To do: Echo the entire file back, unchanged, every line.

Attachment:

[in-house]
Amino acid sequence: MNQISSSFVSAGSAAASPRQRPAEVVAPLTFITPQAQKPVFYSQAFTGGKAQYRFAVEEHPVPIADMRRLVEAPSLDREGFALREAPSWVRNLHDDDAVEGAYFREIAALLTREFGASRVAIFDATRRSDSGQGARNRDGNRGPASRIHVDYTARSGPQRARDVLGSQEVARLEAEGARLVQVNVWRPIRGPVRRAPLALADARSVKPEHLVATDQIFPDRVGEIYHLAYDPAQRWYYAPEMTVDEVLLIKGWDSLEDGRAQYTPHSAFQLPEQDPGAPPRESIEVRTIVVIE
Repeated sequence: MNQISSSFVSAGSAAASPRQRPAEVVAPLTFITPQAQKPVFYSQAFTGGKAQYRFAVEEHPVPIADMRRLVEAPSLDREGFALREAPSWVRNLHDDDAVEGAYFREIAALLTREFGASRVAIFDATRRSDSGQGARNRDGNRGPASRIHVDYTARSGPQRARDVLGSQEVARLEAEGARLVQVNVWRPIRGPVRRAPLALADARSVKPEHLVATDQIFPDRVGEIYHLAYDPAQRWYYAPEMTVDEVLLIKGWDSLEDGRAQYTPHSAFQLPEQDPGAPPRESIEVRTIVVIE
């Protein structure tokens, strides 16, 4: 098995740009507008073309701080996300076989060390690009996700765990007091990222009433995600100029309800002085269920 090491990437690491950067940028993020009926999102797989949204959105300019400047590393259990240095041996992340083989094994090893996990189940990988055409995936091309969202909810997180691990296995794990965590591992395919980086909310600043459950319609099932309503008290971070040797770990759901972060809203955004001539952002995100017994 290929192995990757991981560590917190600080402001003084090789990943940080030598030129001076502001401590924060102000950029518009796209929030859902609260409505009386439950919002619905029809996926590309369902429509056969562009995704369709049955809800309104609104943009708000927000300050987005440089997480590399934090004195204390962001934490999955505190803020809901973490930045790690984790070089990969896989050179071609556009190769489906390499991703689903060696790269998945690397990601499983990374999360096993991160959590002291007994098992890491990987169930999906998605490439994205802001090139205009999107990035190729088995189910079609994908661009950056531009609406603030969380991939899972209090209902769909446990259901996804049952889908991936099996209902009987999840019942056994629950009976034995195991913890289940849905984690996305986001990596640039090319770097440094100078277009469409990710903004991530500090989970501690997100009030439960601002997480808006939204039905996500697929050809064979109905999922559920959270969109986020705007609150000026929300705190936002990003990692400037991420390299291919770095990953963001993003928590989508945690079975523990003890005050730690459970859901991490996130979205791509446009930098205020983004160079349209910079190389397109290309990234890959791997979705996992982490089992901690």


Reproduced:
[in-house]
Amino acid sequence: MNQISSSFVSAGSAAASPRQRPAEVVAPLTFITPQAQKPVFYSQAFTGGKAQYRFAVEEHPVPIADMRRLVEAPSLDREGFALREAPSWVRNLHDDDAVEGAYFREIAALLTREFGASRVAIFDATRRSDSGQGARNRDGNRGPASRIHVDYTARSGPQRARDVLGSQEVARLEAEGARLVQVNVWRPIRGPVRRAPLALADARSVKPEHLVATDQIFPDRVGEIYHLAYDPAQRWYYAPEMTVDEVLLIKGWDSLEDGRAQYTPHSAFQLPEQDPGAPPRESIEVRTIVVIE
Repeated sequence: MNQISSSFVSAGSAAASPRQRPAEVVAPLTFITPQAQKPVFYSQAFTGGKAQYRFAVEEHPVPIADMRRLVEAPSLDREGFALREAPSWVRNLHDDDAVEGAYFREIAALLTREFGASRVAIFDATRRSDSGQGARNRDGNRGPASRIHVDYTARSGPQRARDVLGSQEVARLEAEGARLVQVNVWRPIRGPVRRAPLALADARSVKPEHLVATDQIFPDRVGEIYHLAYDPAQRWYYAPEMTVDEVLLIKGWDSLEDGRAQYTPHSAFQLPEQDPGAPPRESIEVRTIVVIE
């Protein structure tokens, strides 16, 4: 098995740009507008073309701080996300076989060390690009996700765990007091990222009433995600100029309800002085269920 090491990437690491950067940028993020009926999102797989949204959105300019400047590393259990240095041996992340083989094994090893996990189940990988055409995936091309969202909810997180691990296995794990965590591992395919980086909310600043459950319609099932309503008290971070040797770990759901972060809203955004001539952002995100017994 290929192995990757991981560590917190600080402001003084090789990943940080030598030129001076502001401590924060102000950029518009796209929030859902609260409505009386439950919002619905029809996926590309369902429509056969562009995704369709049955809800309104609104943009708000927000300050987005440089997480590399934090004195204390962001934490999955505190803020809901973490930045790690984790070089990969896989050179071609556009190769489906390499991703689903060696790269998945690397990601499983990374999360096993991160959590002291007994098992890491990987169930999906998605490439994205802001090139205009999107990035190729088995189910079609994908661009950056531009609406603030969380991939899972209090209902769909446990259901996804049952889908991936099996209902009987999840019942056994629950009976034995195991913890289940849905984690996305986001990596640039090319770097440094100078277009469409990710903004991530500090989970501690997100009030439960601002997480808006939204039905996500697929050809064979109905999922559920959270969109986020705007609150000026929300705190936002990003990692400037991420390299291919770095990953963001993003928590989508945690079975523990003890005050730690459970859901991490996130979205791509446009930098205020983004160079349209910079190389397109290309990234890959791997979705996992982490089992901690």